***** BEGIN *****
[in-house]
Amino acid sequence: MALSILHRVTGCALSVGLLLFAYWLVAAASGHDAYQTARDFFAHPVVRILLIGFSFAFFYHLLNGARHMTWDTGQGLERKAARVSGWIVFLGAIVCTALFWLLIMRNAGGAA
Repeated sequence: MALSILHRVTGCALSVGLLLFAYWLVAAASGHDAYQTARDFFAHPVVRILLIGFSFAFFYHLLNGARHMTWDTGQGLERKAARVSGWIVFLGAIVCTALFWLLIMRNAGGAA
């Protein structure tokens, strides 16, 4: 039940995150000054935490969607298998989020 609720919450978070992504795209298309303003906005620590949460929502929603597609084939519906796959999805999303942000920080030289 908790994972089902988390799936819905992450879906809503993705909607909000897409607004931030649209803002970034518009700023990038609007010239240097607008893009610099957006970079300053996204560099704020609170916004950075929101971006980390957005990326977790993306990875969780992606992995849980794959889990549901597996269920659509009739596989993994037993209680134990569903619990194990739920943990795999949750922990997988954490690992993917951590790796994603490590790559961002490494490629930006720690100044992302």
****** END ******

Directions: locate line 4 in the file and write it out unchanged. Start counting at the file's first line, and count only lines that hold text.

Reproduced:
């Protein structure tokens, strides 16, 4: 039940995150000054935490969607298998989020 609720919450978070992504795209298309303003906005620590949460929502929603597609084939519906796959999805999303942000920080030289 908790994972089902988390799936819905992450879906809503993705909607909000897409607004931030649209803002970034518009700023990038609007010239240097607008893009610099957006970079300053996204560099704020609170916004950075929101971006980390957005990326977790993306990875969780992606992995849980794959889990549901597996269920659509009739596989993994037993209680134990569903619990194990739920943990795999949750922990997988954490690992993917951590790796994603490590790559961002490494490629930006720690100044992302």